Ukroboronprom a Ukrainian defense contractor is offering to pay Russian pilots who defect with working aircraft payments of up to $1 million and “the issuance of citizenship in a free country”.
Ukroboronprom has promised to pay up to $1 million in U.S. dollars for fighter jets and $500,000 for helicopters.
Ukroboronprom’s CEO Yuri Gusev made the offer on Facebook, asking that users share the post far and wide. Since then, the post has disappeared, but it’s unclear why; Ukroboronprom’s offer still stands in a March 8 statement on its website. There, the company says it will pay $1 million for “every combat-capable stolen or trophy” aircraft of the Russian Aerospace Forces, and $500,000 for “every combat helicopter.”
Further, the statement notes that Russian pilots must “surrender to Ukrainian authorities along with the military hardware.” Recognizing that a Russian pilot who delivers their aircraft to enemy hands may have a rough time re-assimilating into the private sector, Gusev said in his original Facebook post that Ukroboronprom will “guarantee the issuance of citizenship of a free country to Russian pilots ready to participate in the program!” The free country is implied to be Ukraine. The citizenship offer is notably absent from the post on Ukroboronprom’s website.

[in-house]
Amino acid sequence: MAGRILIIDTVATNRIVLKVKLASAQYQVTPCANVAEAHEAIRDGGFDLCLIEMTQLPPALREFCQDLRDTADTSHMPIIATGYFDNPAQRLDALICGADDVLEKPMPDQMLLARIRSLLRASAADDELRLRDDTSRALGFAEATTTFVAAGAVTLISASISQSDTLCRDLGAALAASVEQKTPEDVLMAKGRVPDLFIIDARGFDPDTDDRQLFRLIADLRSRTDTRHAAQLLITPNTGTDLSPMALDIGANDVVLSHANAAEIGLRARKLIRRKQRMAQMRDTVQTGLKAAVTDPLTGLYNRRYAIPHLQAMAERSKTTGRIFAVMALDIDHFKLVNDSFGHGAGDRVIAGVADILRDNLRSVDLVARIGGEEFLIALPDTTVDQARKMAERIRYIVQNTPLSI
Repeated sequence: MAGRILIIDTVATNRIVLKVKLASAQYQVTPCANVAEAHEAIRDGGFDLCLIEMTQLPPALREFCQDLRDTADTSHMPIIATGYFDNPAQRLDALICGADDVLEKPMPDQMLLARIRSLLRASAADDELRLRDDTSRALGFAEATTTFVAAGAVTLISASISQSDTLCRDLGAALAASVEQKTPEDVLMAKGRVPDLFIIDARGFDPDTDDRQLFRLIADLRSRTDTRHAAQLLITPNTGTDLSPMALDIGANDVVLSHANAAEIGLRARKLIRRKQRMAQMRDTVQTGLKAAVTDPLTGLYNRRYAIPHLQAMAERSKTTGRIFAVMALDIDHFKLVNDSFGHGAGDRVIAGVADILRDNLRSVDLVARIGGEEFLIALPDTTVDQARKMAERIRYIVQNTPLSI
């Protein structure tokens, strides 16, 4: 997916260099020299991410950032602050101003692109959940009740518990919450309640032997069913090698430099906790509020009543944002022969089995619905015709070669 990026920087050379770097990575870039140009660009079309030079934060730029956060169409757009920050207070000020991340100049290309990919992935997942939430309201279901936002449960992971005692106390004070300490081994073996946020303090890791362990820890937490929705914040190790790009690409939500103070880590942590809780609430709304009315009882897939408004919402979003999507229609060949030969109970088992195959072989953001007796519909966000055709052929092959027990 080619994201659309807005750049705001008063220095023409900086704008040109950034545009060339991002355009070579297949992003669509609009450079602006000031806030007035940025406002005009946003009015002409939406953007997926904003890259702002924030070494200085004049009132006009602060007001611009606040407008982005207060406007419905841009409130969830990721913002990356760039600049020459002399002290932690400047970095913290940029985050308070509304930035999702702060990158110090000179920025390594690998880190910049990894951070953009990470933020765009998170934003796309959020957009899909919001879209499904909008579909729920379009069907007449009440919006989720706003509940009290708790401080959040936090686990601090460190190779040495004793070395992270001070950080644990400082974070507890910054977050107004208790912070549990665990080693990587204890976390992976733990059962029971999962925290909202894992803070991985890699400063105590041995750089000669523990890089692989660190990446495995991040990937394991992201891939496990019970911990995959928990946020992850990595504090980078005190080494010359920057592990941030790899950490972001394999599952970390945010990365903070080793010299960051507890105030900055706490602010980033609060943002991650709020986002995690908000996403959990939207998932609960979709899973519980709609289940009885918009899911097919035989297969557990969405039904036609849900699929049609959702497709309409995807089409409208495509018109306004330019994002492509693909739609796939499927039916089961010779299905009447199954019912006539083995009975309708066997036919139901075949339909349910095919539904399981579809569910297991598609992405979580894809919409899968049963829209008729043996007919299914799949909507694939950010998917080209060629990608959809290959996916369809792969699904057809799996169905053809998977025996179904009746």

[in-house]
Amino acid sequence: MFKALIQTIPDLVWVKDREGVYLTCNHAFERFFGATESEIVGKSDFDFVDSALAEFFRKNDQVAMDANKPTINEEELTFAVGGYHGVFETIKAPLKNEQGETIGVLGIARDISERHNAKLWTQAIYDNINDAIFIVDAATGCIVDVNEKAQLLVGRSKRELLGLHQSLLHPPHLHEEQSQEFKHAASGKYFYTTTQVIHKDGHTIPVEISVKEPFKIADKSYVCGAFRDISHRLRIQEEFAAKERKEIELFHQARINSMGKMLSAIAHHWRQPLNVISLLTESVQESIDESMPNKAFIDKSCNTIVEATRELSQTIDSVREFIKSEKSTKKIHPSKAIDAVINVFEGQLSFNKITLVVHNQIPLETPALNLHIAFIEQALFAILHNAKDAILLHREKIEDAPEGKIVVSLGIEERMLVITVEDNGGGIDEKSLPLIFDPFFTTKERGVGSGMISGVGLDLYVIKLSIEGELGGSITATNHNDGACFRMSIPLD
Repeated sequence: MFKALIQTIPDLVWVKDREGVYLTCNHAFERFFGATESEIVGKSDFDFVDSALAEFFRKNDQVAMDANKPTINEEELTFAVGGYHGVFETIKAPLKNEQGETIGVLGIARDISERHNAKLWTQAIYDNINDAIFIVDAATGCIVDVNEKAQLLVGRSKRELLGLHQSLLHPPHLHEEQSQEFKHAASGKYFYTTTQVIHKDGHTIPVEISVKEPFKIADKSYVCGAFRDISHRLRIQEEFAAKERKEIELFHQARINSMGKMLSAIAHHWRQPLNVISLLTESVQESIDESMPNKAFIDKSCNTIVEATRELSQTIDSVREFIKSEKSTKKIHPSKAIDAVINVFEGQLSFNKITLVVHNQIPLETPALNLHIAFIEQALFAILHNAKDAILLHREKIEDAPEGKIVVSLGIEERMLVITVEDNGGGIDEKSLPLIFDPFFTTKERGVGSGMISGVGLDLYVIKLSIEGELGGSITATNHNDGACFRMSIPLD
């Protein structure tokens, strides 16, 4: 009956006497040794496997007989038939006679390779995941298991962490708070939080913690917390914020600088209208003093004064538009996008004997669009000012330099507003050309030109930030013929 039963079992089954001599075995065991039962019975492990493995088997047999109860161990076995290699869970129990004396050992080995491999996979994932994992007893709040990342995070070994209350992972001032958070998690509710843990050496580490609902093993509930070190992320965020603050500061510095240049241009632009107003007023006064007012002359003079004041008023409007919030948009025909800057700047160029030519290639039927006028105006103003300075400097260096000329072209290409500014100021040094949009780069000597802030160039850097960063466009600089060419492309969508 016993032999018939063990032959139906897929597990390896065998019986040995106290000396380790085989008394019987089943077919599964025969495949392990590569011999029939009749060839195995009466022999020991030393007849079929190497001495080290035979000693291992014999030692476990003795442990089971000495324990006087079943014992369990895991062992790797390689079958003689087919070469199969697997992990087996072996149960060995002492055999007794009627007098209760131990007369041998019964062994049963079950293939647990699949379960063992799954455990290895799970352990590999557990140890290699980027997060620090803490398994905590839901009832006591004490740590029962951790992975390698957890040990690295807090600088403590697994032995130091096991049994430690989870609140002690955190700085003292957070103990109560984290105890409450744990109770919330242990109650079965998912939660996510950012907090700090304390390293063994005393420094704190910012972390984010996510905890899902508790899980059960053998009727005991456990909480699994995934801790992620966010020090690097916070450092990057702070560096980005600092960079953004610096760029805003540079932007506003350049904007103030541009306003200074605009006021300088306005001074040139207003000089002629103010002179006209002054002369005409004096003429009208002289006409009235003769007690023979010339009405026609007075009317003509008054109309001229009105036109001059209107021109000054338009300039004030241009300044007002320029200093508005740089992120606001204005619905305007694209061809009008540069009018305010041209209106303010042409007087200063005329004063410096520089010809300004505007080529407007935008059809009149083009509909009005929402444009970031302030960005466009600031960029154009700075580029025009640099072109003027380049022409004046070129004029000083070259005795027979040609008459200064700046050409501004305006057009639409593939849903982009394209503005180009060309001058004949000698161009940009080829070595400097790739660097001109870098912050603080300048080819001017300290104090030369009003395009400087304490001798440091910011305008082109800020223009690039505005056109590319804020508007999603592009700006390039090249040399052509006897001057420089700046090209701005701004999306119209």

This deal is apparently not just idle chatter. On March 10, Visegrad 24 — which bills itself as the news aggregator for the Visegrad Group of four Central European nations (Czechia, Hungary, Poland, and Slovakia) — tweeted:
Back during the Cold War, Soviet pilots flew their planes to the West as “defectors”, and while there were not many, such defections did occur.
Related Article: List Of All Russian Fighter Jets Defection Incidents In The History
Historically, a number of countries have offered bounties to pilots who defect with their planes.
For example, in September 1976, 29-year-old Soviet Air Defense Force Flight Lieutenant Viktor Belenko flew his MiG-25 about 400 miles to a provincial airport on the Japanese island of Hokkaido (the runway was too short, and Belenko ended up ditching it at the end), and announced that he was defecting.